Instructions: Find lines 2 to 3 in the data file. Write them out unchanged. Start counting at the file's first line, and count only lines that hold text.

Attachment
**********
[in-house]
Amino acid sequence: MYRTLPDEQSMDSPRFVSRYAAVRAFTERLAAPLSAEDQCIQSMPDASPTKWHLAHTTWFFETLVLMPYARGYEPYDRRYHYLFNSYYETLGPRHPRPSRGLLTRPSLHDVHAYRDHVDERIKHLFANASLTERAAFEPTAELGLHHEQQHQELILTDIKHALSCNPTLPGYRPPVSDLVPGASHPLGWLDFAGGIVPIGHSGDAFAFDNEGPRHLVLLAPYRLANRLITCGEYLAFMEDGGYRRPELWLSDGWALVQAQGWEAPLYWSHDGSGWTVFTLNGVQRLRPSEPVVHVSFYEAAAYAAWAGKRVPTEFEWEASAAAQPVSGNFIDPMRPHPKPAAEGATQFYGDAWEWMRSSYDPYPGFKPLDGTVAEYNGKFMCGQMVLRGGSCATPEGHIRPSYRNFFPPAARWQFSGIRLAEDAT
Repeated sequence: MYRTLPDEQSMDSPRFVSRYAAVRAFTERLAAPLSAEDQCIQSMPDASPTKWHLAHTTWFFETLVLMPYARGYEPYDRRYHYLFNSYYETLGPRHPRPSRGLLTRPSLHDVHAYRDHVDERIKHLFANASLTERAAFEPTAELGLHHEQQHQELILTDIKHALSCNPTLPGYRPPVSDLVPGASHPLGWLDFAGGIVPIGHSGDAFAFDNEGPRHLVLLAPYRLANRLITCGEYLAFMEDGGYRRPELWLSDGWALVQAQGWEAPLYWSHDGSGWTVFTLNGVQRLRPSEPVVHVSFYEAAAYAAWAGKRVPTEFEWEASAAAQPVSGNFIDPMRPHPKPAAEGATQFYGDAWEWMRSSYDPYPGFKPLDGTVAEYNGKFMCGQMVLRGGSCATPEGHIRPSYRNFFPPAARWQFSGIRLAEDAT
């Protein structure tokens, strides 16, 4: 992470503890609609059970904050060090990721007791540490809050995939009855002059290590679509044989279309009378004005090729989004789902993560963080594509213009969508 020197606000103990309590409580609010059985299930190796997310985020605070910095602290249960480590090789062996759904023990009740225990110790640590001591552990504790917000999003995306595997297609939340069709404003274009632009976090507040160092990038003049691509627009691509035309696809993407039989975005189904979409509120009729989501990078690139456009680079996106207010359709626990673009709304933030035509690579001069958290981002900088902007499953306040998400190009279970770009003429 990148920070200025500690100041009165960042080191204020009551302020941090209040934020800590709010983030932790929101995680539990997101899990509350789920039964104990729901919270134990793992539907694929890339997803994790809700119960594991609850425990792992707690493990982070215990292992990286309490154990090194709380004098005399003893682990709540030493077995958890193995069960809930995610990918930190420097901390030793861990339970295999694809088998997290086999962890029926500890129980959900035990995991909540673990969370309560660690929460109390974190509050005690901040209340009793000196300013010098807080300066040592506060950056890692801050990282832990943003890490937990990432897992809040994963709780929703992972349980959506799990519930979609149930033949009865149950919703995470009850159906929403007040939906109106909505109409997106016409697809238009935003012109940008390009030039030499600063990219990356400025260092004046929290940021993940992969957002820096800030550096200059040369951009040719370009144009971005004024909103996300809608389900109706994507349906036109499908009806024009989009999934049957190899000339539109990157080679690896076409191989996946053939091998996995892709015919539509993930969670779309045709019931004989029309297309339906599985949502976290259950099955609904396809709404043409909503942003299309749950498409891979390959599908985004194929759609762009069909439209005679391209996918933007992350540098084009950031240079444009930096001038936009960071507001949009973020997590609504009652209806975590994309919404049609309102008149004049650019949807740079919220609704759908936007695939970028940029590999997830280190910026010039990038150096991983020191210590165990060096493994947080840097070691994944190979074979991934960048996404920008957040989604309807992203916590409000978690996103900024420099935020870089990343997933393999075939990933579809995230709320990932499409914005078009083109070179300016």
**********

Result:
Amino acid sequence: MYRTLPDEQSMDSPRFVSRYAAVRAFTERLAAPLSAEDQCIQSMPDASPTKWHLAHTTWFFETLVLMPYARGYEPYDRRYHYLFNSYYETLGPRHPRPSRGLLTRPSLHDVHAYRDHVDERIKHLFANASLTERAAFEPTAELGLHHEQQHQELILTDIKHALSCNPTLPGYRPPVSDLVPGASHPLGWLDFAGGIVPIGHSGDAFAFDNEGPRHLVLLAPYRLANRLITCGEYLAFMEDGGYRRPELWLSDGWALVQAQGWEAPLYWSHDGSGWTVFTLNGVQRLRPSEPVVHVSFYEAAAYAAWAGKRVPTEFEWEASAAAQPVSGNFIDPMRPHPKPAAEGATQFYGDAWEWMRSSYDPYPGFKPLDGTVAEYNGKFMCGQMVLRGGSCATPEGHIRPSYRNFFPPAARWQFSGIRLAEDAT
Repeated sequence: MYRTLPDEQSMDSPRFVSRYAAVRAFTERLAAPLSAEDQCIQSMPDASPTKWHLAHTTWFFETLVLMPYARGYEPYDRRYHYLFNSYYETLGPRHPRPSRGLLTRPSLHDVHAYRDHVDERIKHLFANASLTERAAFEPTAELGLHHEQQHQELILTDIKHALSCNPTLPGYRPPVSDLVPGASHPLGWLDFAGGIVPIGHSGDAFAFDNEGPRHLVLLAPYRLANRLITCGEYLAFMEDGGYRRPELWLSDGWALVQAQGWEAPLYWSHDGSGWTVFTLNGVQRLRPSEPVVHVSFYEAAAYAAWAGKRVPTEFEWEASAAAQPVSGNFIDPMRPHPKPAAEGATQFYGDAWEWMRSSYDPYPGFKPLDGTVAEYNGKFMCGQMVLRGGSCATPEGHIRPSYRNFFPPAARWQFSGIRLAEDAT